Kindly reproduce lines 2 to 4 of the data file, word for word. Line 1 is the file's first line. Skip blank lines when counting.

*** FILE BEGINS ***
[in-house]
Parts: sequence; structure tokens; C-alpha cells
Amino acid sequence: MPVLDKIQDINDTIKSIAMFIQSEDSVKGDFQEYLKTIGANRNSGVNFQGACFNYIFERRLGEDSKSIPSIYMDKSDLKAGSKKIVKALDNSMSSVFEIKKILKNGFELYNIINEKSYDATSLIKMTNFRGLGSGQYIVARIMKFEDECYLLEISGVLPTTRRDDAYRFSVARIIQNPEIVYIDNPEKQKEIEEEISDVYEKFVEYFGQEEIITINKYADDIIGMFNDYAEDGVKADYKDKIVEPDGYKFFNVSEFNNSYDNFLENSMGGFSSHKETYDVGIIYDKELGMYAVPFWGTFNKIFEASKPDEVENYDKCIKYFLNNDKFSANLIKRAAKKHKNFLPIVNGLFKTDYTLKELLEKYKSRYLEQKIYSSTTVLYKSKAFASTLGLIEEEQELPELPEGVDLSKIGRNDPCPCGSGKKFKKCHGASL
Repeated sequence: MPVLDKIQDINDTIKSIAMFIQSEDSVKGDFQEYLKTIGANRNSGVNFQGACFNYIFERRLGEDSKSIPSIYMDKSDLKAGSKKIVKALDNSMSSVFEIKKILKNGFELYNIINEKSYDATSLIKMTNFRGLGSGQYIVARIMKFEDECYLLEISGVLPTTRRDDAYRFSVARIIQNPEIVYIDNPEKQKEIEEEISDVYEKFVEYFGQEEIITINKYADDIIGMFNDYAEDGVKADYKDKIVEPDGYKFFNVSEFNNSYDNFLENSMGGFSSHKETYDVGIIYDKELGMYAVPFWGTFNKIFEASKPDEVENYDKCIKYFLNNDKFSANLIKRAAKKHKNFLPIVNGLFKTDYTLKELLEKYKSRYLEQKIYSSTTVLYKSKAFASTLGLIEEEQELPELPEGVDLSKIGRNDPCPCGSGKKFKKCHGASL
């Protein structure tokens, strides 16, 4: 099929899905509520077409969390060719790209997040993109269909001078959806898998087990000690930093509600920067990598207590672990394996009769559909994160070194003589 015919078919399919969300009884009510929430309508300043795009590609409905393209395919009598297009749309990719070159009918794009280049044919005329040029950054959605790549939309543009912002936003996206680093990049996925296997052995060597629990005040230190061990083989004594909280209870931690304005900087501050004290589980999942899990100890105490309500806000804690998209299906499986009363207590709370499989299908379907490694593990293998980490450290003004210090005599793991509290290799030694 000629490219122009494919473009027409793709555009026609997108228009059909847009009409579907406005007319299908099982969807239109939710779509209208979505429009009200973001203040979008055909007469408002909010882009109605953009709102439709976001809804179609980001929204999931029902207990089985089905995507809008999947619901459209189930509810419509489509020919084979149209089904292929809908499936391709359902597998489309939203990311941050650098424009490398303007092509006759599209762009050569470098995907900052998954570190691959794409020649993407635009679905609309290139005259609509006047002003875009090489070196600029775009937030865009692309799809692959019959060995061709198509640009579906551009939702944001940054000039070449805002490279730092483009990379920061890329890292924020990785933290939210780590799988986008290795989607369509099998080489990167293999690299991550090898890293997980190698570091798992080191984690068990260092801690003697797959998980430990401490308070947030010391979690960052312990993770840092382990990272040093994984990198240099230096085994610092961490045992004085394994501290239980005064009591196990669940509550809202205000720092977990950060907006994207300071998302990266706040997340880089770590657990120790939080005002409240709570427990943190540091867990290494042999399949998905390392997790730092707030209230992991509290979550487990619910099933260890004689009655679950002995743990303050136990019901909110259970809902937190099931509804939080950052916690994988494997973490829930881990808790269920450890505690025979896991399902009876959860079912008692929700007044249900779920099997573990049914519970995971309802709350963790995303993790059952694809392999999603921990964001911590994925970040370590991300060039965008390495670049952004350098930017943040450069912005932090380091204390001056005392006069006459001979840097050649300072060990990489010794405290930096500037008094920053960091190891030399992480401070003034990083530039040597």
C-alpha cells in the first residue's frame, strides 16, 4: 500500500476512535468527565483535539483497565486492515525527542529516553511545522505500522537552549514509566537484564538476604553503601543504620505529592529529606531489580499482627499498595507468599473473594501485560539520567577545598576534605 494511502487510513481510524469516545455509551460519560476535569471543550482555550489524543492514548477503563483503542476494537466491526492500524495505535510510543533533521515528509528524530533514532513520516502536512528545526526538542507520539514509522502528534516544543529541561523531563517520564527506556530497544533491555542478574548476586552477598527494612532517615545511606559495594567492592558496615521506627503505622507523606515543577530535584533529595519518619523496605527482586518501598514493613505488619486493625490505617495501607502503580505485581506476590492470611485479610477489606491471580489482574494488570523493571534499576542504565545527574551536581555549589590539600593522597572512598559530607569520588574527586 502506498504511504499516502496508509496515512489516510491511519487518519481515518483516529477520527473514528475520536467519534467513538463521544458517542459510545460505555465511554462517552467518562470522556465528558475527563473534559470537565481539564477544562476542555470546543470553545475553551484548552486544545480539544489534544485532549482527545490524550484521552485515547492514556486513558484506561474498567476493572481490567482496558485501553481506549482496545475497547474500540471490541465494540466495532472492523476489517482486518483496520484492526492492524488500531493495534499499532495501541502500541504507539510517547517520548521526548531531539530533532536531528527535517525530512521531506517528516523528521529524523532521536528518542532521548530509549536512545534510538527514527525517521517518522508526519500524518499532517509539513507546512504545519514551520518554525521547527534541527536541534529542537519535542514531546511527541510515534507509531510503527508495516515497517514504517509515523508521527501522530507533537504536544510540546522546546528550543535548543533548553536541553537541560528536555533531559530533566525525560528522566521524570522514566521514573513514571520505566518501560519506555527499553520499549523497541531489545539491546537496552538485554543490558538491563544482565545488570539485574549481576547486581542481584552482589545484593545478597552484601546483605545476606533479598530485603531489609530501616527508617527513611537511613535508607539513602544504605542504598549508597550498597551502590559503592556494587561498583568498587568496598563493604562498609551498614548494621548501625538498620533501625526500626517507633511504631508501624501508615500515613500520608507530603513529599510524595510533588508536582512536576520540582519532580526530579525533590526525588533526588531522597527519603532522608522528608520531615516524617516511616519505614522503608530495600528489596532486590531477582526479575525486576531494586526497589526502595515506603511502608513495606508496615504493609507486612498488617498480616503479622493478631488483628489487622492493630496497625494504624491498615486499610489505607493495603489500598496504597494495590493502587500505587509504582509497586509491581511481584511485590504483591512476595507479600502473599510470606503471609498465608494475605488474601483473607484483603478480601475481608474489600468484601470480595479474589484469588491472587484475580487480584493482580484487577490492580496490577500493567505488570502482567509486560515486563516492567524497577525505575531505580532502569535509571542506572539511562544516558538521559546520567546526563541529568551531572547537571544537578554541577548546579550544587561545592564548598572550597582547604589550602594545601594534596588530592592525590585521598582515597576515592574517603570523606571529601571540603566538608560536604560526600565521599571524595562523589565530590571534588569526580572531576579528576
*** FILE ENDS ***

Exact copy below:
Parts: sequence; structure tokens; C-alpha cells
Amino acid sequence: MPVLDKIQDINDTIKSIAMFIQSEDSVKGDFQEYLKTIGANRNSGVNFQGACFNYIFERRLGEDSKSIPSIYMDKSDLKAGSKKIVKALDNSMSSVFEIKKILKNGFELYNIINEKSYDATSLIKMTNFRGLGSGQYIVARIMKFEDECYLLEISGVLPTTRRDDAYRFSVARIIQNPEIVYIDNPEKQKEIEEEISDVYEKFVEYFGQEEIITINKYADDIIGMFNDYAEDGVKADYKDKIVEPDGYKFFNVSEFNNSYDNFLENSMGGFSSHKETYDVGIIYDKELGMYAVPFWGTFNKIFEASKPDEVENYDKCIKYFLNNDKFSANLIKRAAKKHKNFLPIVNGLFKTDYTLKELLEKYKSRYLEQKIYSSTTVLYKSKAFASTLGLIEEEQELPELPEGVDLSKIGRNDPCPCGSGKKFKKCHGASL
Repeated sequence: MPVLDKIQDINDTIKSIAMFIQSEDSVKGDFQEYLKTIGANRNSGVNFQGACFNYIFERRLGEDSKSIPSIYMDKSDLKAGSKKIVKALDNSMSSVFEIKKILKNGFELYNIINEKSYDATSLIKMTNFRGLGSGQYIVARIMKFEDECYLLEISGVLPTTRRDDAYRFSVARIIQNPEIVYIDNPEKQKEIEEEISDVYEKFVEYFGQEEIITINKYADDIIGMFNDYAEDGVKADYKDKIVEPDGYKFFNVSEFNNSYDNFLENSMGGFSSHKETYDVGIIYDKELGMYAVPFWGTFNKIFEASKPDEVENYDKCIKYFLNNDKFSANLIKRAAKKHKNFLPIVNGLFKTDYTLKELLEKYKSRYLEQKIYSSTTVLYKSKAFASTLGLIEEEQELPELPEGVDLSKIGRNDPCPCGSGKKFKKCHGASL